Originally published May 31, 2018
Here is an excerpt:
Dr. Moor gives the example of Isaac Asimov’s three rules of robotics. For those who need a refresher, they are:
- A robot may not injure a human being or, through inaction, allow a human being to come to harm.
- A robot must obey the orders given it by human beings except where such orders would conflict with the First Law.
- A robot must protect its own existence as long as such protection does not conflict with the First or Second Laws.
The rules are hierarchical, and the robots in Asimov’s books are all obligated to follow them.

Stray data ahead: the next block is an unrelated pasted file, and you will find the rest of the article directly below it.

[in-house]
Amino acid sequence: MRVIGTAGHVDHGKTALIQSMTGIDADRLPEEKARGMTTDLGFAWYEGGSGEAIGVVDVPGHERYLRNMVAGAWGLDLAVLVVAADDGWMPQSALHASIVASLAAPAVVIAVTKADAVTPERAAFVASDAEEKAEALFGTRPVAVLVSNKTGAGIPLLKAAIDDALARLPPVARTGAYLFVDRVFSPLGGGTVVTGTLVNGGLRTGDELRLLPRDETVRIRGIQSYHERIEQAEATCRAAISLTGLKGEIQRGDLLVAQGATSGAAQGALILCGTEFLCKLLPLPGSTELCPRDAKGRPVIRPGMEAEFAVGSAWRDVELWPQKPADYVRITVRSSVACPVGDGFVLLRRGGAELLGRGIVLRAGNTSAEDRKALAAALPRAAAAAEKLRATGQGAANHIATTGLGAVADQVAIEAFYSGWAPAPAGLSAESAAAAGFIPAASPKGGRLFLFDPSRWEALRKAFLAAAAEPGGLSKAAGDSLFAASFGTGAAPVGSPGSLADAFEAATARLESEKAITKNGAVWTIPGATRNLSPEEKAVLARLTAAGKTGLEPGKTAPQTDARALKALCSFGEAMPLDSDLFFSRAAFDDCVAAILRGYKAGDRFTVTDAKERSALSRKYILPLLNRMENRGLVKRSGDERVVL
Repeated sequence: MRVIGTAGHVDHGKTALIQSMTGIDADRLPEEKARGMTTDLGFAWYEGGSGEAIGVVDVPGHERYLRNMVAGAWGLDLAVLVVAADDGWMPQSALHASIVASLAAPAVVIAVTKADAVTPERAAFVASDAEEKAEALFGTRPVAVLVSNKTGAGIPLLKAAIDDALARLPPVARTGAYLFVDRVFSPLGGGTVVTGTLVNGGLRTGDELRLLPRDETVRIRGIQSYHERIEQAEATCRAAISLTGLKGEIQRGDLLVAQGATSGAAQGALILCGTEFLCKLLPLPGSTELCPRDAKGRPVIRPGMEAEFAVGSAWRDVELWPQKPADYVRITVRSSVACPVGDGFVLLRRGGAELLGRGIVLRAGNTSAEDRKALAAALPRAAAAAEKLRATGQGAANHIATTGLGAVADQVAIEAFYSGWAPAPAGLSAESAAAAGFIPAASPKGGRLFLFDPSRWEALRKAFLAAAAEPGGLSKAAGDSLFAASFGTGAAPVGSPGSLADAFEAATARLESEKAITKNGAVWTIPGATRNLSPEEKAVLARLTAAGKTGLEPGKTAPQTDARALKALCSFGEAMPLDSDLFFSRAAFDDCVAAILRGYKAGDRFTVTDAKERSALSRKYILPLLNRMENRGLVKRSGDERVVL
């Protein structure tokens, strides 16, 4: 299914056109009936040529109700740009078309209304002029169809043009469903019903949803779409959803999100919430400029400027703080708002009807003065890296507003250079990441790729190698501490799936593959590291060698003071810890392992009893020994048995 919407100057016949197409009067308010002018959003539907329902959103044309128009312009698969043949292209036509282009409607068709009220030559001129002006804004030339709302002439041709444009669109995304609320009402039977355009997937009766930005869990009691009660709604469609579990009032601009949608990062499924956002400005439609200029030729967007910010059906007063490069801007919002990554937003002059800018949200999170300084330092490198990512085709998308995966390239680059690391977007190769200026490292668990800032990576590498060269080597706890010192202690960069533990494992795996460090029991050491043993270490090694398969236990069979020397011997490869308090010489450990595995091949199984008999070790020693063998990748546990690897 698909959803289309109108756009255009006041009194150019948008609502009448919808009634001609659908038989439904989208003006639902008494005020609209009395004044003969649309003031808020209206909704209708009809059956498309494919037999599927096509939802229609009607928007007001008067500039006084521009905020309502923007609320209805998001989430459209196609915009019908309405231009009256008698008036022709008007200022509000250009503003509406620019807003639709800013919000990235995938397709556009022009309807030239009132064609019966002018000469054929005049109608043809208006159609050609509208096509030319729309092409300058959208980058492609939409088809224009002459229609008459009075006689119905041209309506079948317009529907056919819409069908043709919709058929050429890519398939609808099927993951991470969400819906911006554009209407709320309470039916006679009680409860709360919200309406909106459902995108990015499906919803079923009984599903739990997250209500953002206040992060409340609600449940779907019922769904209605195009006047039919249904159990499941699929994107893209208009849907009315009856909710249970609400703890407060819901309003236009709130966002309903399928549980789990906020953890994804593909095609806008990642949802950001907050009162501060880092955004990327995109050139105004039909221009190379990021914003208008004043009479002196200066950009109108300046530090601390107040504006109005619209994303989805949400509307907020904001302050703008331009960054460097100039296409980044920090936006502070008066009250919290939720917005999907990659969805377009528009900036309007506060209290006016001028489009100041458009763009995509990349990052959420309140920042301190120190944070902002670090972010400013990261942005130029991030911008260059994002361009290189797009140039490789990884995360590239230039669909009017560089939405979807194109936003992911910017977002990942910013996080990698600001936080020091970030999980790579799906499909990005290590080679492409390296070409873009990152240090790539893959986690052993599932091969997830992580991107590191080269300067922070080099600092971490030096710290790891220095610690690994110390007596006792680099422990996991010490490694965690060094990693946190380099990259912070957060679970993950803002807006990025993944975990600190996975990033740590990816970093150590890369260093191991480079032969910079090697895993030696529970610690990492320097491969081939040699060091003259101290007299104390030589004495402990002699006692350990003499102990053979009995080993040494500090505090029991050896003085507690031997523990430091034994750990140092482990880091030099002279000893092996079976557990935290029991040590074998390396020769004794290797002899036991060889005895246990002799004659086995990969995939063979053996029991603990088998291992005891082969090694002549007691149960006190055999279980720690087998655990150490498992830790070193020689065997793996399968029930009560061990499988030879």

Dr. Moor suggests that the problems with these rules are obvious. The first rule is so general that an artificial intelligence following them “might be obliged by the First Law to roam the world attempting to prevent harm from befalling human beings” and therefore be useless for its original function!
Such problems can be common in deontological systems, where following good rules can lead to funny results. Asimov himself wrote several stories about potential problems with the laws. Attempts to solve this issue abound, but the challenge of making enough rules to cover all possibilities remains.
On the other hand, a machine could be programmed to stick to utilitarian calculus when facing an ethical problem. This would be simple to do, as the computer would only have to be given a variable and told to make choices that would maximize the occurrence of it. While human happiness is a common choice, wealth, well-being, or security are also possibilities.
The article is here.